Not that I have yet made sacrifices to rival those of my wife, but I, too, see this language as an attack on my vocation. I work a full-time job as the sole breadwinner in our house now that my wife is pregnant, simultaneously maintaining high marks and a full school schedule. All of this is a life I have chosen for the sake of my wife and son — it is my responsibility to protect and provide for my pre-born child. When people refer to a father who is working hard to provide for his partner’s comfort and to prepare for the birth of their child as a “father-to-be,” it devalues the vocation of father that he has already taken upon himself.
5. It Allows Men to Abscond from Their Duties
It is rarely disputed that fathers have responsibilities to their children. Our society has enacted child support laws specifically to ensure that fathers fulfill their duty to provide for their children, under penalty of law. We have said that it is wrong for a man to abandon children he has fathered.
But when we call a man a “father-to-be,” we are saying he does not yet have these responsibilities. Thus we should not be surprised when we hear stories in which men pressure women to kill their children by abortion, as Mark and Nathan Hamill reportedly did not too long ago, in this very galaxy.
C.S. Lewis put it well: “In a sort of ghastly simplicity we remove the organ and demand the function. We make men without chests and expect of them virtue and enterprise. We laugh at honour and are shocked to find traitors in our midst. We castrate and bid the geldings be fruitful.” In this case, we don’t call men fathers, and are aghast at them refusing to father well.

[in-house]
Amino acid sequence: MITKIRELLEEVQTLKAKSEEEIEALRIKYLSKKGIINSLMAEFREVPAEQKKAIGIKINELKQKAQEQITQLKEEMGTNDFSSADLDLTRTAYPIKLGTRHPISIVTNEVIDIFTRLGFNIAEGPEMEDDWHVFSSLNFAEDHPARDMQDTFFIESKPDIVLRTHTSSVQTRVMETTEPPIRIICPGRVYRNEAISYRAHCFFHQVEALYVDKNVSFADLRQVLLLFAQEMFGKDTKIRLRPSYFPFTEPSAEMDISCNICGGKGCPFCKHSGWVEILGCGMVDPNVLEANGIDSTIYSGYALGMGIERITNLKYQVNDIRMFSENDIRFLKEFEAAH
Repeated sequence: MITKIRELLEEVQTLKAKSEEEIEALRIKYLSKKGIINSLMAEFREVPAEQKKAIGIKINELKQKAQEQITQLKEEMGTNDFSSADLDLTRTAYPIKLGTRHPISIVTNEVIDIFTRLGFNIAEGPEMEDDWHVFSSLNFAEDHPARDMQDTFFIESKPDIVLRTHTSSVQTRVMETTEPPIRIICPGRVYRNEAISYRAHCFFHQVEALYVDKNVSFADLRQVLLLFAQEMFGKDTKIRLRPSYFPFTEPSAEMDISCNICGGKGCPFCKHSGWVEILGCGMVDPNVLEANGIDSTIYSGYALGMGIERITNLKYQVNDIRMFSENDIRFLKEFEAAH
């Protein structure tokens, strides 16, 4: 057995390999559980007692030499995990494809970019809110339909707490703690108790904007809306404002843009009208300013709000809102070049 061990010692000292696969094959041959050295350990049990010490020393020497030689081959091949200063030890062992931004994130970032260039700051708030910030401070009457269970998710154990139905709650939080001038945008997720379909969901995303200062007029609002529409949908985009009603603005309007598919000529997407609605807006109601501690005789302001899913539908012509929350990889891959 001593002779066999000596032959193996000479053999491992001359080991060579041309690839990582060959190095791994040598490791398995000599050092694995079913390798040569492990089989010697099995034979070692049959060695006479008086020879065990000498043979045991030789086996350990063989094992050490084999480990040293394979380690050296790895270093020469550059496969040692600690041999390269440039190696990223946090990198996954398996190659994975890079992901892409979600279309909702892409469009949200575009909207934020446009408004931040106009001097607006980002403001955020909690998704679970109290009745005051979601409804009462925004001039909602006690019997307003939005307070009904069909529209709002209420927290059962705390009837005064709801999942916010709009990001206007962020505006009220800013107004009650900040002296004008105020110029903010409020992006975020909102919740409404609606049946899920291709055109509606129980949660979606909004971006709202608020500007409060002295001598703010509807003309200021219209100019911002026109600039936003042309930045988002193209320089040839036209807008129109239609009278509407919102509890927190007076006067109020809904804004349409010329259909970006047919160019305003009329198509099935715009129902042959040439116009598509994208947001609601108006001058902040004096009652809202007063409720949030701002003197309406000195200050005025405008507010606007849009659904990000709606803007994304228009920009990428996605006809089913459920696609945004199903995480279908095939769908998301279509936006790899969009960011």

I now actually look forward to people calling me a father-to-be, even though it’s also a pet peeve. People who are pro-life often don’t know how to talk to others about their convictions. It’s not easy to bring abortion up in casual conversation. It’s a taboo subject, and expressing your pro-life beliefs can result in losing friends, or worse. One teacher in Canada even lost his job because he expressed his pro-life views.
But here, far removed from the abortion conversation, when someone calls me a “father-to-be” I can ask what exactly he mean by it. I can question her position without ever mentioning abortion. I can ask what he thinks my child is, whether he is human, and all sorts of other questions, all without getting the other person’s guard up. So now I thank God every time someone calls me a “father-to-be.”